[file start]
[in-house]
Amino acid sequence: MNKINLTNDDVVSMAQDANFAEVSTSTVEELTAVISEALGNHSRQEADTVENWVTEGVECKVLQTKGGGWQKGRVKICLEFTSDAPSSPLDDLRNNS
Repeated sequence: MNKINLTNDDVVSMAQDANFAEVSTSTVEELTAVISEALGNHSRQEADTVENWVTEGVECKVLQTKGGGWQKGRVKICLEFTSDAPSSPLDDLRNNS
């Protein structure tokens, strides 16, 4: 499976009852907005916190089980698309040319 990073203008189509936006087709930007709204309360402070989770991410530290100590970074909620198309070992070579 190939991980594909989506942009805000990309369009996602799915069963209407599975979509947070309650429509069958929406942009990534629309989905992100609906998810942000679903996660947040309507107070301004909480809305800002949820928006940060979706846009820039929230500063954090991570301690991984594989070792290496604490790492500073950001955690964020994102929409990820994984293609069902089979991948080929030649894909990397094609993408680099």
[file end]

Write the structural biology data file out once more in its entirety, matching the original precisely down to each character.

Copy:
[in-house]
Amino acid sequence: MNKINLTNDDVVSMAQDANFAEVSTSTVEELTAVISEALGNHSRQEADTVENWVTEGVECKVLQTKGGGWQKGRVKICLEFTSDAPSSPLDDLRNNS
Repeated sequence: MNKINLTNDDVVSMAQDANFAEVSTSTVEELTAVISEALGNHSRQEADTVENWVTEGVECKVLQTKGGGWQKGRVKICLEFTSDAPSSPLDDLRNNS
């Protein structure tokens, strides 16, 4: 499976009852907005916190089980698309040319 990073203008189509936006087709930007709204309360402070989770991410530290100590970074909620198309070992070579 190939991980594909989506942009805000990309369009996602799915069963209407599975979509947070309650429509069958929406942009990534629309989905992100609906998810942000679903996660947040309507107070301004909480809305800002949820928006940060979706846009820039929230500063954090991570301690991984594989070792290496604490790492500073950001955690964020994102929409990820994984293609069902089979991948080929030649894909990397094609993408680099």